In Part I I talked about what sparked my desire to leave, how I came across my road map and what my backup plan entailed. In this post we’ll go over some of the intricacies of that plan and how it went from ideation to implementation.
Devising The Plan
The first post mentioned that it was the book by Jeff Cohen that gave me the roadmap on “how” to make my transition. I will not share everything that is in his book Working Less, Earning More, but I will highlight its essence.
Essentially, the key to working less and earning more is to margin up the payout for the time/effort that you put in. For example, if you can make $40 an hour doing part time work 40 hours a week or $500 an hour for doing 4 hours of work per week, which do you choose? You choose the second because you 1) make $2,000 versus $1,600 AND 2) you still have 36 hours in the week to make more money.
So the key to the equation is that your second life has to produce more output (money) for your input (time/effort). Thus your “new life” can take the form of being a consultant, doing freelance work, running your own business or just living off passive income. However, once you have identified your new life, you essentially have to “bridge” from your current one to the other. So how do you accomplish this? Per the book you can do this by:
- Switching to part time work
- Negotiating a consulting gig (with your current employer)
- Working freelance assignments (at night)
- Creating passive income (like purchasing rental property)
- Cut a deal with your spouse
I already knew that my second life was running my/our own business. However, at the time I was thinking of all of this, I was well off from the bridge phase. Thus, my shift actually involved a “pre-bridge” phase. As I mentioned in the first post, this pretty much involved:
- Building the business part time
- Creating a fallback position within corporate
I wanted to do the two things above for a few reasons. First, I wanted to scale the business up to a point that I could then transition into it with little disruption to my finances. Second, I wanted a “plan B” should things not work out. If I had to come back to the corporate world, I wanted it to be at a certain level (e.g. Manager). Thus, while the business grew, I focused on attaining said fallback position (which I did). Once that occurred, it was just a matter of waiting for the opportune time to present itself to make my exit.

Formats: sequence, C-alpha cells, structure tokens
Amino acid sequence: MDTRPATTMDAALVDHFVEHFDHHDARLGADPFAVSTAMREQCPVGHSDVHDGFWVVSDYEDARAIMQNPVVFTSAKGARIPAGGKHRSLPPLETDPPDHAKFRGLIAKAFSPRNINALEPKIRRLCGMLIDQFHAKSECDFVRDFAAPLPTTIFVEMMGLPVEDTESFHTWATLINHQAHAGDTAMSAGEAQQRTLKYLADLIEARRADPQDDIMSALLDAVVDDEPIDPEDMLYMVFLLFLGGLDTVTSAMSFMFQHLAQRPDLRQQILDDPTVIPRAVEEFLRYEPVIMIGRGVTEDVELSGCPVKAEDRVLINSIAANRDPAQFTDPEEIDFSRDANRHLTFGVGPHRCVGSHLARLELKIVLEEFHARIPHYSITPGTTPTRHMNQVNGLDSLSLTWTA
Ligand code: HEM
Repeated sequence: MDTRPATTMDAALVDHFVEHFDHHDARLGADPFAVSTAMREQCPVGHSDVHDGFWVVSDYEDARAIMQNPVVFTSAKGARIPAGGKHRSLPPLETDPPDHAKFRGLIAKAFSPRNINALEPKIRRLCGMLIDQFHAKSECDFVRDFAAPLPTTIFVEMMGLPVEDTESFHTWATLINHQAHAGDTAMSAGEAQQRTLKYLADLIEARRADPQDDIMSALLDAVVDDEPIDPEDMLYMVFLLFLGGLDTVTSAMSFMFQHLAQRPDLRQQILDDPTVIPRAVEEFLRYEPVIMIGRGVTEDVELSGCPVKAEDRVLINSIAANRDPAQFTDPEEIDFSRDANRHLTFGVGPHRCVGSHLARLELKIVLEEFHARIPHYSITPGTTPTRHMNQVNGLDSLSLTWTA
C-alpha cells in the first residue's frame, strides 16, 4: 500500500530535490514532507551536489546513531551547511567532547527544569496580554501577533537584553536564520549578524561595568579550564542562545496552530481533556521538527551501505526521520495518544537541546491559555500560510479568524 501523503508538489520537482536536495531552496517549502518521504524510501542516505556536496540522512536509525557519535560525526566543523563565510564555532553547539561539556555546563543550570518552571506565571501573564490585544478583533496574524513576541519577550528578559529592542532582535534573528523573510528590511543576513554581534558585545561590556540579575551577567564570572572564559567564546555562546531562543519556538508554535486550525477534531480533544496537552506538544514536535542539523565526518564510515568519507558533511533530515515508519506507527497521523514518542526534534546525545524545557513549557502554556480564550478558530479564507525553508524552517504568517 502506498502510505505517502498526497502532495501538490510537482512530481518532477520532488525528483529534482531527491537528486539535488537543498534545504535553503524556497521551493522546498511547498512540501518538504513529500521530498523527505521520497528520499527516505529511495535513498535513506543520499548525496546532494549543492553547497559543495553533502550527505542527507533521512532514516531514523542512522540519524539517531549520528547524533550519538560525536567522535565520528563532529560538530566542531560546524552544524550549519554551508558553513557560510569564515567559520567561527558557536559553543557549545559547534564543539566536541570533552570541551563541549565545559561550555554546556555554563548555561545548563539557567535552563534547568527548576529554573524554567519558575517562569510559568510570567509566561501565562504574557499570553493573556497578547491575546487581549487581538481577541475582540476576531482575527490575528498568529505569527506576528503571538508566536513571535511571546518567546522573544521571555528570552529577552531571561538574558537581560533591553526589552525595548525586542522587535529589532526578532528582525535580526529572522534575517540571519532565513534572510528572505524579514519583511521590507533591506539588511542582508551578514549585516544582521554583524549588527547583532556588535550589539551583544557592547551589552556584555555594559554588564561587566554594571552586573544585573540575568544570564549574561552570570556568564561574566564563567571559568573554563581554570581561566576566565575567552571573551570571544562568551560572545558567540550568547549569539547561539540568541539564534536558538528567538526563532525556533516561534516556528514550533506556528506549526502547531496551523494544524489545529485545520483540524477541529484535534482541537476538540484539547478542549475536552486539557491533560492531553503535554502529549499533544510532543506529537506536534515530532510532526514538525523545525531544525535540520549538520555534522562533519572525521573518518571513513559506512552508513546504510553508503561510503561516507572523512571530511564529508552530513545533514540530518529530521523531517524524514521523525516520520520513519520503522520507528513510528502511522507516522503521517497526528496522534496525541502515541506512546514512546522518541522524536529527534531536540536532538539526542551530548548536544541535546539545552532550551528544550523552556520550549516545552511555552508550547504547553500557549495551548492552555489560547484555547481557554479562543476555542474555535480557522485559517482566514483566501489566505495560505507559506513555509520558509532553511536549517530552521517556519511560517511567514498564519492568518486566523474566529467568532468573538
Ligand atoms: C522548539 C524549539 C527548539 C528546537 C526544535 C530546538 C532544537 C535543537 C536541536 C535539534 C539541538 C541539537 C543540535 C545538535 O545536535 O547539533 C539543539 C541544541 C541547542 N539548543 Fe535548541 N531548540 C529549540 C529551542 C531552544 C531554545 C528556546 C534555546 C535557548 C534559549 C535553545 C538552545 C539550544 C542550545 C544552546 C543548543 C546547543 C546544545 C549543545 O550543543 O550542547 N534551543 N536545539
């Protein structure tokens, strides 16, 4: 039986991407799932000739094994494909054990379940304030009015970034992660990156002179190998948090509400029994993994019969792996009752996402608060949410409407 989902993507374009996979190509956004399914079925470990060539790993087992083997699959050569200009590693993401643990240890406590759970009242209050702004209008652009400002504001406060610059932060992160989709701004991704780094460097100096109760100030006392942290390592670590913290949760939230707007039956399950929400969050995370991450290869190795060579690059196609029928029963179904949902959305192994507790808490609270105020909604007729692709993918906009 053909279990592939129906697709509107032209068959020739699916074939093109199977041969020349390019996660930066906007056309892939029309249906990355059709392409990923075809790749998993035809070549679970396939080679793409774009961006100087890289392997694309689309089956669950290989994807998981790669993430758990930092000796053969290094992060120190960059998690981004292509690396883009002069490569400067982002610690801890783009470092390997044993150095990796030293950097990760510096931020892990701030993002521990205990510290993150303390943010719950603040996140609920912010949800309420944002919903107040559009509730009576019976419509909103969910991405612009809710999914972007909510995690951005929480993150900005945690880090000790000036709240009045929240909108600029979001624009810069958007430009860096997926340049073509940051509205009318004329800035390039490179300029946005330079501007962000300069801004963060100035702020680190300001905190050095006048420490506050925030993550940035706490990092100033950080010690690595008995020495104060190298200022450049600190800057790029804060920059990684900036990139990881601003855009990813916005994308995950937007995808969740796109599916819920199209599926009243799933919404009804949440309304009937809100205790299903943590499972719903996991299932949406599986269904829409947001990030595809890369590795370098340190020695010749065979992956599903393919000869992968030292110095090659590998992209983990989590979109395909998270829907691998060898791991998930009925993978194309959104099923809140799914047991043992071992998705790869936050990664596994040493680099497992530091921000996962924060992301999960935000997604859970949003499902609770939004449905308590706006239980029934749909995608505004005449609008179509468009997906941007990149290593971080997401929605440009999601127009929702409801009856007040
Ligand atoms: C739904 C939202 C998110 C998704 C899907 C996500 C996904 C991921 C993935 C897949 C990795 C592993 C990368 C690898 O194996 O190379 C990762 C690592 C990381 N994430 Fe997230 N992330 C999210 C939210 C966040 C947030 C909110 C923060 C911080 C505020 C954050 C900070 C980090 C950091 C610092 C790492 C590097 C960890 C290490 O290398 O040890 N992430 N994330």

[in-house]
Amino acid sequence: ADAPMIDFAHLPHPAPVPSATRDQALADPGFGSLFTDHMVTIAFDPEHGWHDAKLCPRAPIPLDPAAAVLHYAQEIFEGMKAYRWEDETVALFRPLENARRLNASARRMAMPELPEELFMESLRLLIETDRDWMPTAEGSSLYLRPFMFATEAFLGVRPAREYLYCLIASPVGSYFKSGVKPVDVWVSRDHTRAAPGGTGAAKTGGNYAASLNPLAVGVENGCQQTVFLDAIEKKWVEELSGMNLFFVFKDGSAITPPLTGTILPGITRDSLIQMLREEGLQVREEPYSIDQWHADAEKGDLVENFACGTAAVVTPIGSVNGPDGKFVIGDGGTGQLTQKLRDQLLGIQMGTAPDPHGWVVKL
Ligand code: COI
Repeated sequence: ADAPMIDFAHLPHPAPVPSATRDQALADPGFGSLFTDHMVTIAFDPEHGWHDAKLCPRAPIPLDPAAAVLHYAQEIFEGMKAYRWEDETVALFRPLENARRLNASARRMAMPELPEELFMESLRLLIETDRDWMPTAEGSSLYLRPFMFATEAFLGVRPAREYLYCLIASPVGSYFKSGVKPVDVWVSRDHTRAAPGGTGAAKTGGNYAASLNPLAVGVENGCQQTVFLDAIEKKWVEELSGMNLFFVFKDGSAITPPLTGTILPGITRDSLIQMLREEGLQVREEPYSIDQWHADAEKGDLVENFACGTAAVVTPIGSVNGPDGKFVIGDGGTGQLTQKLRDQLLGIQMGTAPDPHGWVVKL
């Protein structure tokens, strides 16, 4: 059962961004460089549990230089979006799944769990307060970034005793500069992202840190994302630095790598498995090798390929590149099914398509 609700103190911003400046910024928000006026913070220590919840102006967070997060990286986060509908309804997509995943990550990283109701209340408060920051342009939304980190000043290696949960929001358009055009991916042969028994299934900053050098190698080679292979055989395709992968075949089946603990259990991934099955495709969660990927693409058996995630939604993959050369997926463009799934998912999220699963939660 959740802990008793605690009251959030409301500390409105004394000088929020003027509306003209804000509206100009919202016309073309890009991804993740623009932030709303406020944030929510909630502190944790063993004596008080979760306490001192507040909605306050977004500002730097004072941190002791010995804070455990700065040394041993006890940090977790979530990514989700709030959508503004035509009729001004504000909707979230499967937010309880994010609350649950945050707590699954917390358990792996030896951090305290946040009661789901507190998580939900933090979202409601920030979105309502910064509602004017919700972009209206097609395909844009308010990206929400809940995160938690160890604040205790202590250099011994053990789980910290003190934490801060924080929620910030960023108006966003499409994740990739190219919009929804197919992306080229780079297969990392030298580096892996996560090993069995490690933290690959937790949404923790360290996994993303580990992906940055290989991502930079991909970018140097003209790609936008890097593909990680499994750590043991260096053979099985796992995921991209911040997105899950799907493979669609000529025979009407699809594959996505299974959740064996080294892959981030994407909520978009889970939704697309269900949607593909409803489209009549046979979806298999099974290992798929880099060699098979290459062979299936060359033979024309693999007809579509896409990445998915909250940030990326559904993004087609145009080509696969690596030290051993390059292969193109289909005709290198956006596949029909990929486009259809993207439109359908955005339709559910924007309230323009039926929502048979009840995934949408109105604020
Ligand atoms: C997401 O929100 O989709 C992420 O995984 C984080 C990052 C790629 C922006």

Preparing to leave until all of the pieces were aligned actually involved a lot. This included:
- Curtailing finances and my lifestyle so that I could survive the startup phase.
- Switching to my spouses health care.
- Agreeing that she would stay on in corporate while I transitioned full time into the business. It’s important to outline roles going into the transition as it cuts down on friction when it actually begins to happen.
- Outlining what I would be doing to bridge the two worlds. I decided to do something similar to consulting, but a little more “guaranteed” so to speak. I decided to become a contractor and persue engagements via an agency during the time outside of tax season.
Now, if you are thinking of leaving and you don’t have a spouse/partner who can help you bridge, don’t assume that all hope is lost. This just means that you have to 1) build a longer bridge or 2) build one that is strong. How? You can take part time/contract work that gives you flexibility to build your business gradually. You can work for your employer in a part time consulting position (e.g. 6 months to a year) until you train a replacement or work yourself into your new life. The possibilities are endless; you just have to think creatively.
In 2011, the IRS, claiming authority under Section 330, issued a new rule making unregistered tax return preparers subject to Circular 230. Much noise was made about this and it looked like the opportunity I had been waiting on. Essentially, 60% of the tax preparation market looks to paid preparers to have their taxes done. Of the paid preparer market, 40% is comprised of Attorneys, CPAs and Enrolled Agents (EAs). The remaining 60% is made up unregistered preparers who do not hold one of these designations. By regulating this group of preparers (and subjecting them to testing requirements) it appeared that a large population of preparers might be withdrawing from the market (thus effectively shrinking supply and artificially elevating demand). Unfortunately, later in 2012, the case of Loving vs. IRS was brought to trial in an attempt to stop the IRS’ actions.
Needless to say, in late 2011 my wife and I made the decision that the timing was right for me to leave. We quickly put some of the last “planning” pieces in place and I effectively “retired” from corporate america on January 13, 2012.
In the next and final post, I will talk about how I implemented my bridge and where things are now.